Additionally, this Court shall exercise its discretion to award non-economic damages for Mr. Rozinsky's pain and suffering as a result of the accident in the amount of $236, 205.00. Although he is employable, it is undisputed that Mr. Rozinsky's injuries have reached maximum recovery and that he will continue to experience some pain for the rest of his life. Therefore, Assurance Company of America is liable to Plaintiff Valery Rozinsky in the total amount of $309, 477.55.

         Pursuant to Rule 52(a) of the Federal Rules of Civil Procedure, the following memorandum constitutes this Court's findings of fact and conclusions of law.

         PROCEDURAL HISTORY

         Mr. Rozinsky filed this action in the Circuit Court for Baltimore County, Maryland, but Assurance has removed this case to this Court based on diversity of citizenship, pursuant to 28 U.S.C. § 1332. See Notice of Removal, ECF No. 1. Initially, Mr. Rozinsky brought a second count against Assurance, jointly with his wife, Galina Rozinsky, alleging loss of consortium in connection with the same accident and his subsequent injuries. Compl., ¶¶ 13-14, ECF No. 2. However, this Court has subsequently dismissed Court Two and, accordingly, has dismissed Galina Rozinsky as a party in this action with prejudice. See March 4, 2016 Mem. Opinion and Order, ECF Nos. 14 & 15; Rozinsky v. Assurance Co. of Am., No. RDB-15-02408, 2016 WL 927147, at *1 (D. Md. Mar. 4, 2016). Additionally, prior to trial, Assurance moved to exclude the expert opinion testimony of Kathy Stone, Mr. Rozinsky's vocational assessments expert, under Rule 702 of the Federal Rules of Evidence. See Mot., ECF No. 27. This Court denied that motion via Memorandum Opinion and Order dated July 21, 2017 (ECF Nos. 30 & 31) although, as discussed herein, this Court ultimately finds Ms. Stone's testimony unpersuasive. This case proceeded to a one-day bench trial before this Court on Tuesday, August 1, 2017 as to the amount of damages owed by Defendant Assurance Company of America to Plaintiff Valery Rozinsky under the Milhouse, LLC d/b/a “Edible Arrangements” uninsured/underinsured motorist (“UIM”) policy.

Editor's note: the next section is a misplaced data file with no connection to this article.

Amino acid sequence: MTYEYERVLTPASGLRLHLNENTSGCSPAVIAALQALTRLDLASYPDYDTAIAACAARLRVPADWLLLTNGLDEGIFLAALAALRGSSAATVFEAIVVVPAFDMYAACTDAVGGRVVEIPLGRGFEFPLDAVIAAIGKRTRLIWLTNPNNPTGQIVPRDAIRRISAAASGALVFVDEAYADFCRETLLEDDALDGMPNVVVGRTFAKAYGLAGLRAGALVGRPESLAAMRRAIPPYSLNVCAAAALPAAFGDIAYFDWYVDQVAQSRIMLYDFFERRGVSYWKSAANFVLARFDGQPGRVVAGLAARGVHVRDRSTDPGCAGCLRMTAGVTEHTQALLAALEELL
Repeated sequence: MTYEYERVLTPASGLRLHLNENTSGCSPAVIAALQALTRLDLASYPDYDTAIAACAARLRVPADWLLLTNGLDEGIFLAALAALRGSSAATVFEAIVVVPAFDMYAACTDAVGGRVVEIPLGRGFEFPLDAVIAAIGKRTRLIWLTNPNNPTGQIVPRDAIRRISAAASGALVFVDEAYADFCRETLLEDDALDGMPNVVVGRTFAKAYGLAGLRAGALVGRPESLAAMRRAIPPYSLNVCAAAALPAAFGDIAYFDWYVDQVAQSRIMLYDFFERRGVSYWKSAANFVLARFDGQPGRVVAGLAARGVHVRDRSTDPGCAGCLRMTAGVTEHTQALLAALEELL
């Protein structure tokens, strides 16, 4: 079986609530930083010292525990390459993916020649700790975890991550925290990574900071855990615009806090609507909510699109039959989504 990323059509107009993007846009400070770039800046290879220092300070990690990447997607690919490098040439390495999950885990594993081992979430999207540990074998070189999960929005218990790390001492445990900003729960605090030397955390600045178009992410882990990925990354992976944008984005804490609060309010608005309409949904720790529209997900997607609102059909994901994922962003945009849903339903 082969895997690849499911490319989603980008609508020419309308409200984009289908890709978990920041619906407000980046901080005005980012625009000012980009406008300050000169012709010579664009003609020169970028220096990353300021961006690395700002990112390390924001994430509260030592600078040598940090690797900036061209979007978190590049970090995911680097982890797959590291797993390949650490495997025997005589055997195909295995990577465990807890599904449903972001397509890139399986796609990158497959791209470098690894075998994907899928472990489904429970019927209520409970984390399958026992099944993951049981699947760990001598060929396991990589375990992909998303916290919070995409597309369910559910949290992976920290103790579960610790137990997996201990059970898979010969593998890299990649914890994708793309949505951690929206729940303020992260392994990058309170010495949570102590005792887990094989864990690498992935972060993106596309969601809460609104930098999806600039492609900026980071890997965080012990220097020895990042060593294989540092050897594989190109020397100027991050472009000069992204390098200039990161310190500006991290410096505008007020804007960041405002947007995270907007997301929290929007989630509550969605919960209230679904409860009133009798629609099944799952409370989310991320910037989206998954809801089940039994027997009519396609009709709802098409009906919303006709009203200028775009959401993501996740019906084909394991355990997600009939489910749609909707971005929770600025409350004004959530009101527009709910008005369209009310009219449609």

FINDINGS OF FACT

         Having conducted a one-day bench trial on August 1, 2017, having heard the testimony of Plaintiff Valery Rozinsky and Kathy Stone, Mr. Rozinsky's expert witness in “vocational assessments, ” and having considered the documentary evidence submitted by the parties, this Court makes the following findings of fact:

         Plaintiff Valery Rozinsky (“Plaintiff or “Mr. Rozinsky”) was born on November 16, 1956 in the country of Moldova-at that time a republic of the former Soviet Union. Trial Tr., p. 9. He received what he has characterized as a “high school” education in that former Soviet republic and worked for a number of years in a state-operated shoe factory before joining the military, where he remained for two years and attained the rank of Sergeant. Id. at 10-11. At the conclusion of his military service, Mr. Rozinsky continued to work as a shoemaker. Id. Then, between 1989 and 1990, he immigrated to the United States by way of Vienna, Austria and Rome, Italy. Id. at 11. Mr. Rozinsky is now an America citizen. Although he lived and worked in Maryland at the time of the accident discussed herein, he now resides in the state of Florida with his wife, Galina Rozinsky. Id. at 12, 37. Mr. Rozinsky is now sixty years old, although he was fifty-five at the time of the accident.